The surgical treatment of intra-articular calcaneus fractures: our long-term experience
Objective. We report on the clinical and radiographic results obtained using surgical treatment with plates and screws in displaced intra-articular calcaneal fractures (DIACFs).
Methods. 41 patients were included for a total of 43 DIACFs treated at our unit between 2008-2019. Fractures were classified by Sanders classification and radiographically we considered Böhler’s angle. The American Orthopedic Foot and Ankle Score (AOFAS) was used for clinical evaluation.
Results. Of 43 fractures, 3 were classified type I, 13 type II, 20 type III and 7 type IV. The mean follow-up was 87.51 months (min. 9, max. 136). The average AOFAS score was 82.88 and the post-operative mean Bohler angle was 22.65°. We observed the following complications: one infection requiring hardware removal and hyperbaric oxygen therapy and 3 instances of delay in wound healing treated with antibiotic and medications. Hardware removal was needed in 10 cases.
Conclusions: the good functional and clinical results seen in our study encourage us to propose surgery as the first choice of treatment of DICFs.
Calcaneal fractures are the most frequent of the tarsal bones (60%), even if they represent only 2% of all fractures 1. Despite improvements in surgery with new techniques and new materials, these fractures are often invalidating, leading to negative socio-economic impact as 1 in 5 patients will not be able to return to work within a year 2,3. Historically, these fractures were treated conservatively through packaging of plaster casts associated or not with synthesis “a minima” (Kirschner, Steinmann wires, etc.), because surgical procedures with internal fixation were not yet available 4. Surgical treatment began to take place with improvements in fracture management 5(1937, Böhler’s Method). Although the optimal treatment of displaced intra-articular calcaneal fractures (DIACFs) still remains a debated topic, many studies in the literature have shown that surgery leads to better results in the long term 5. The aim of our study was to evaluate the clinical and radiographic results obtained in patients with DIACFs undergoing surgery with open reduction and internal fixation (ORIF; plates and screws).
Materials and methods
We retrospectively analyzed a group of patients affected by thalamic fractures of the calcaneus treated surgically with plates and screws between 2008 and 2019. Forty-one patients were included in the study for a total of 43 DIACFs (2 patients had bilateral fracture), and 26 were male; mean age at surgery was 51 years (min 19-max 84). All patients were treated with osteosynthesis with plates and screws using a lateral approach with an “L-no touch” incision after an immobilization period of 10-14 days to allow soft tissue healing from blisters and edema (Fig. 1). Fractures were classified according to Sanders classification as: type I (n = 3), type II (n = 13), type III (n = 20) and type IV (n = 7).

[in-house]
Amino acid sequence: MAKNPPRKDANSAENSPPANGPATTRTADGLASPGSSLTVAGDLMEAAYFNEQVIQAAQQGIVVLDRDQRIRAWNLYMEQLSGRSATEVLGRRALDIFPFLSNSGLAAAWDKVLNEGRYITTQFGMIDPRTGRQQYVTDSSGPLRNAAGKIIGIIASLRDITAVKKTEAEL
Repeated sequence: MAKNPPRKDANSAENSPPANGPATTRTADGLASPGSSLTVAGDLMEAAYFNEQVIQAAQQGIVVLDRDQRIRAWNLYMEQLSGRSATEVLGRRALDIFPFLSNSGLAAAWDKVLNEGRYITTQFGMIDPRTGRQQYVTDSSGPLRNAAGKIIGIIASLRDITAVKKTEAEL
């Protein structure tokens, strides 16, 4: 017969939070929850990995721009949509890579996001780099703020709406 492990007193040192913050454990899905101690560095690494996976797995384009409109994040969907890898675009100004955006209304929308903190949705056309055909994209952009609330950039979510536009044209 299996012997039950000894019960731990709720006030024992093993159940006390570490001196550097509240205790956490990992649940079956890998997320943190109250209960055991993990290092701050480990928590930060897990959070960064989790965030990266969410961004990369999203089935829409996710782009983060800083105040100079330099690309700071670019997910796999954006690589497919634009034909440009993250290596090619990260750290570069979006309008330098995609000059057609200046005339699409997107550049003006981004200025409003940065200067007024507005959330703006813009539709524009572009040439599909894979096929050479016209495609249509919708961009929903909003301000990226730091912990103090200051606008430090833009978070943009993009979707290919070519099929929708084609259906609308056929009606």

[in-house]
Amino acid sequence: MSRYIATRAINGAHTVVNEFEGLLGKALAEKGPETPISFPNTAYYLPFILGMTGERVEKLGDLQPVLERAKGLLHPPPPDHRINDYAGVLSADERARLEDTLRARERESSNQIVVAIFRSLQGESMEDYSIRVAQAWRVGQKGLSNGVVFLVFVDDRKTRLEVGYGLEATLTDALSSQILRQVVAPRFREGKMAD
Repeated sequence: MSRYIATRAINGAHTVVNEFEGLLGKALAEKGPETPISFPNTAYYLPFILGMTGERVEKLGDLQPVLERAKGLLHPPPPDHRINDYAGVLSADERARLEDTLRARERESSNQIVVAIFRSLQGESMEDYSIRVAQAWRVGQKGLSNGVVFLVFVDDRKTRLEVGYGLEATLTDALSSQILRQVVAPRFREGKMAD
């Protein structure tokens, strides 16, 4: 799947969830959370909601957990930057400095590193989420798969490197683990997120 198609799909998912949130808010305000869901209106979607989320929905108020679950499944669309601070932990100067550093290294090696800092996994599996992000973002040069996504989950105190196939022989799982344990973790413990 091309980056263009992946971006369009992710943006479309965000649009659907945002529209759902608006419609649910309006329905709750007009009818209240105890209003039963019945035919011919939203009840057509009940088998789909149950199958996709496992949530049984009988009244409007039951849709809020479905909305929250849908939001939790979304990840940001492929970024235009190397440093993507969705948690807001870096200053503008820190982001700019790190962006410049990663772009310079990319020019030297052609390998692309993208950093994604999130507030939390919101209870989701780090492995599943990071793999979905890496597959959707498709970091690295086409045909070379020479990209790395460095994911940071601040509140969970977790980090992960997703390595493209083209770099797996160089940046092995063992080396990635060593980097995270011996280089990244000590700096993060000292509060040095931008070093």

The analysis of the results was based on the data from medical records as age at surgery, sex, side involved, type of fracture, measurement of the pre- and postoperative Böhler angle, and any patient comorbidities were registered and analysed. CT scans were acquired for better visualisation of fractures (Figs. 2-4). The AOFAS score was used for clinical evaluation at follow-up 6-8 (although others are available such as Maryland Foot Score 9 or Creighton-Nebraska Health Foundation Assessment Score 10) (Figs. 5-9).
All patients accepted the proposed treatment and follow-up after being adequately informed and gave written consent. The study and follow-up, respecting the criteria of the Declaration of Helsinki, were approved by the Institutional Review Board of Azienda USL-Toscana, Department of Surgery and Translational Medicine. The study was approved by the Institutional Review Board and proper informed consent was obtained from all patients.
We used an “L-no touch” lateral access with full-thickness incision, with the patient in lateral decubitus with perioperative ampliscopic control and tourniquette at the thigh. The peroneal tendons were spread superiorly and fixed by three 1.4 mm diameter Kirschner wires (one in the peroneal malleolus, one in the talus and one at the base of the 5th metatarsal) to better expose the fracture (Fig. 10). A traction wire with a diameter of 3 mm was placed in the posterior apophysis of the calcaneus to allow postero-inferior traction in order to restore the Böhler angle, reducing the frequent calcaneal varus often present after thalamus reduction, and correct reduction of the medial face of the calcaneus (Fig. 11). This purpose could also be obtained by performing the Atkins method, which associates the traction of the apophysis with a lever on the medial wall frequently overlapped. With a periosteal elevator we then lifted the thalamus which was temporarily fixed with 1.4 mm diameter Kirschner wires.